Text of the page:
THE Bass Coast Shire Council and community continue to join forces in the fight against a proposed container expansion at Hastings.
Whilst the issue has seemingly disappeared from headlines since the last year’s State Election, campaign collective Preserve Western Port Action Group says it’s far from “off the table”, with a recent hearing into the proposed lease of the Port of Melbourne playing right into the matter.
PWP representatives and three Bass Coast councillors – Crs Phil Wright, Clare Le Serve and Neil Rankine – all travelled to Hastings to speak before the Port of Melbourne Select Committee.
Whilst Mornington Peninsula, Greater Dandenong and Frankston Shire Councils have all lobbied in favour of an expansion at Hastings, Bass Coast wants more information.
Cr Wright said he was surprised at the attitude of other councils when he attended the inquiry.
“I was quite staggered in the progression of their thought pattern, in that they already want to build the Port of Hastings,” he said.
“But the real question is what is the asset life and function of the Port of Melbourne, and I think there are some real questions about what the actual problem is.”
Following a decision at last week’s council meeting, Bass Coast Mayor, Cr Jordan Crugnale, will write to the Ports Minister requesting more information on the asset life and function of the Port of Melbourne and the role a container expansion at Hastings would play in Victoria’s freight network.
Cr Clare Le Serve, who lobbied against the container expansion when she ran as an independent candidate in last year’s election, said: “the reality is that if Hastings is built, it might have a direct impact on our community, our tourism and the natural environment”.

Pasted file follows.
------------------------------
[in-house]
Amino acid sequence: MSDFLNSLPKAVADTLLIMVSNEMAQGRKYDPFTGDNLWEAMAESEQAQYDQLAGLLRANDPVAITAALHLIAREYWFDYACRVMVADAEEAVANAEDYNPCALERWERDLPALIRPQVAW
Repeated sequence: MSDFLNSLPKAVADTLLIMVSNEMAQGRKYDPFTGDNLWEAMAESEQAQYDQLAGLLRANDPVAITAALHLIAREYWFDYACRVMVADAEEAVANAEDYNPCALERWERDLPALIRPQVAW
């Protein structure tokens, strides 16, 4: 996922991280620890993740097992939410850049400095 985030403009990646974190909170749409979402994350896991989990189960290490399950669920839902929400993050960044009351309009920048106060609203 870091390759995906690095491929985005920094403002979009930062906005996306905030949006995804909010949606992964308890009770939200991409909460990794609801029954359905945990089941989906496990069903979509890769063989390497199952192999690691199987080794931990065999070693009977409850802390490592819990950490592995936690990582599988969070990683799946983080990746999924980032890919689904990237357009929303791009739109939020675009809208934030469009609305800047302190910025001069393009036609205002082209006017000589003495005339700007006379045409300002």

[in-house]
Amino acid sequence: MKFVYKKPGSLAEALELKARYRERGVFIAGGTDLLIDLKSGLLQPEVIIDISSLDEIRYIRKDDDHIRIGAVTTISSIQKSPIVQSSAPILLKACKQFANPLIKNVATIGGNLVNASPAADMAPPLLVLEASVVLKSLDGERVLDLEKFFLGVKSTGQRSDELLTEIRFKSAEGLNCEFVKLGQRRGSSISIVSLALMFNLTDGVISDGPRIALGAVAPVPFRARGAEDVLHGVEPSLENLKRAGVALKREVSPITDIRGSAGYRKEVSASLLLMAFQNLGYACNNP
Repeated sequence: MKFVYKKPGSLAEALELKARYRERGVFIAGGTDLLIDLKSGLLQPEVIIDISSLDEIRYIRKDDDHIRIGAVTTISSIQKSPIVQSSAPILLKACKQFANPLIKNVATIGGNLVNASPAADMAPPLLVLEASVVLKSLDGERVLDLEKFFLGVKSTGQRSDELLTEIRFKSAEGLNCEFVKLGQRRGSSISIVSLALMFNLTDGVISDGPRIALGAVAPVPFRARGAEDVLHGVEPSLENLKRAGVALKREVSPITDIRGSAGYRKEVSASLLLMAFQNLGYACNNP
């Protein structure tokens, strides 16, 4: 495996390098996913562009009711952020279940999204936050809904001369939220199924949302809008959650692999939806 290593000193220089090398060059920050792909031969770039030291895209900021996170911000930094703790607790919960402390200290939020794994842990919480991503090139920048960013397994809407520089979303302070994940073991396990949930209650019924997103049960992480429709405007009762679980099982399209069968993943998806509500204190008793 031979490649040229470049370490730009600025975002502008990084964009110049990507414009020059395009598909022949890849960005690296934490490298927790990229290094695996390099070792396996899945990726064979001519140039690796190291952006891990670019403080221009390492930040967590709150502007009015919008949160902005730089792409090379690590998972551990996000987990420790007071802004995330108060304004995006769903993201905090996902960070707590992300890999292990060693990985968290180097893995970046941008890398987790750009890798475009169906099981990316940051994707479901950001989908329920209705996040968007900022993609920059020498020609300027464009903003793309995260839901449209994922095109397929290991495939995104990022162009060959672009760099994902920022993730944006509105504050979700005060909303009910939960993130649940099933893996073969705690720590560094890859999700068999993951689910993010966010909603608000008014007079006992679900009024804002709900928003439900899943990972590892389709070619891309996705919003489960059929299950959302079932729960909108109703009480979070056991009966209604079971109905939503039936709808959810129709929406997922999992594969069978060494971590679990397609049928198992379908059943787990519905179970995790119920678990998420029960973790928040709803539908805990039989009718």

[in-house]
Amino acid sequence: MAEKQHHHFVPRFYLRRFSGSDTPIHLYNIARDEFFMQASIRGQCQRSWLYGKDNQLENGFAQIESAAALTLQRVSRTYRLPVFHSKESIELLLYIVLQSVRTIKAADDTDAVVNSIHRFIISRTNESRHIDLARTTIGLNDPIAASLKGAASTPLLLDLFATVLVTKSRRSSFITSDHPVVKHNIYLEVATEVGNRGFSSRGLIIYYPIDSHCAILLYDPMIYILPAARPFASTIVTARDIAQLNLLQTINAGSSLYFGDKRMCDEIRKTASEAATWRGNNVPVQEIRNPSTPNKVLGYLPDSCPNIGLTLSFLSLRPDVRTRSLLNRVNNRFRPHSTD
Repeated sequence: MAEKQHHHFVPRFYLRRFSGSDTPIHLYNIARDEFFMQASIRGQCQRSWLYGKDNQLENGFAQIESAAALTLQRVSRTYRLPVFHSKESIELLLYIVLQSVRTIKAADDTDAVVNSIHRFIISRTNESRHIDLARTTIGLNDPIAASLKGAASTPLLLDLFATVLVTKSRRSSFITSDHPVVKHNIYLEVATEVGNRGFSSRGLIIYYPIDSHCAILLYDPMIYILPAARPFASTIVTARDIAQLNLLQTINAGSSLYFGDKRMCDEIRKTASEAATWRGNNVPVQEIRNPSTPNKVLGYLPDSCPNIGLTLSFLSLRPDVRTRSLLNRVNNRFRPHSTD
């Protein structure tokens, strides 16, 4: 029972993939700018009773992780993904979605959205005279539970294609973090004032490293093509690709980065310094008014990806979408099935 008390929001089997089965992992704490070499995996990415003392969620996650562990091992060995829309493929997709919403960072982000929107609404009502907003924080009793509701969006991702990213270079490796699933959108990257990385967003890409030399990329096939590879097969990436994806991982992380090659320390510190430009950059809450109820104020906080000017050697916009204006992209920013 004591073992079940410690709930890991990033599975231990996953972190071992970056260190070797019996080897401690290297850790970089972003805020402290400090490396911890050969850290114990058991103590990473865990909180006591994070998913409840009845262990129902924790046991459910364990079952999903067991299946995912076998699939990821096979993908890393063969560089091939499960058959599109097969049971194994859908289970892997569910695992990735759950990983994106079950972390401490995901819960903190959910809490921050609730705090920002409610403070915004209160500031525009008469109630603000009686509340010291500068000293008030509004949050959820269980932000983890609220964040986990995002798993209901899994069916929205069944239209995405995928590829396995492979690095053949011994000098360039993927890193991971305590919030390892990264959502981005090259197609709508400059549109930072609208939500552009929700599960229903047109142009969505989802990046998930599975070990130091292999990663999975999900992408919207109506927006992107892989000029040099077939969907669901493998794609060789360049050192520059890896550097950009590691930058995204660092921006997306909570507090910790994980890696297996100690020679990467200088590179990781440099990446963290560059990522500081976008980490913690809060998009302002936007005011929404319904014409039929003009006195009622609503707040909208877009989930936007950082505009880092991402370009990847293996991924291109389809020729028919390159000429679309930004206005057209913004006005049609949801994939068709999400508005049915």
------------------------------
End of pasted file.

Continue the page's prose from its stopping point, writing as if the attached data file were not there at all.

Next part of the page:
PWP chair Jeff Nottle spoke at the inquiry about the “mythology” that had been bandied about when the proposed expansion became a hot topic in 2013/14.
“Some of the mythology that has arisen is with terms like ‘a natural deep water port’, ‘natural deep water harbour’ and ‘blasting Port Phillip Heads’,” he said, referring to dredging to make way for large ships.
“The Port of Hastings Development Authority has spent a lot of money on hydrodynamic modelling and other things – tens of millions of dollars – and never released anything in relation to dredging.
“It was obviously the elephant in the room.”
Local fisherman and vocal Port of Hastings opponent Kevin Chambers told the Select Committee that strong tides will do untold damage to Western Port’s coastline if heavy dredging eventuated.
Noting that tidal flows in and around Port Phillip Bay are very different to those of Western Port, Mr Chambers said: “The fact is, water really rips through Western Port (and) that would cause most of the problems if you put a container port (in Hastings).”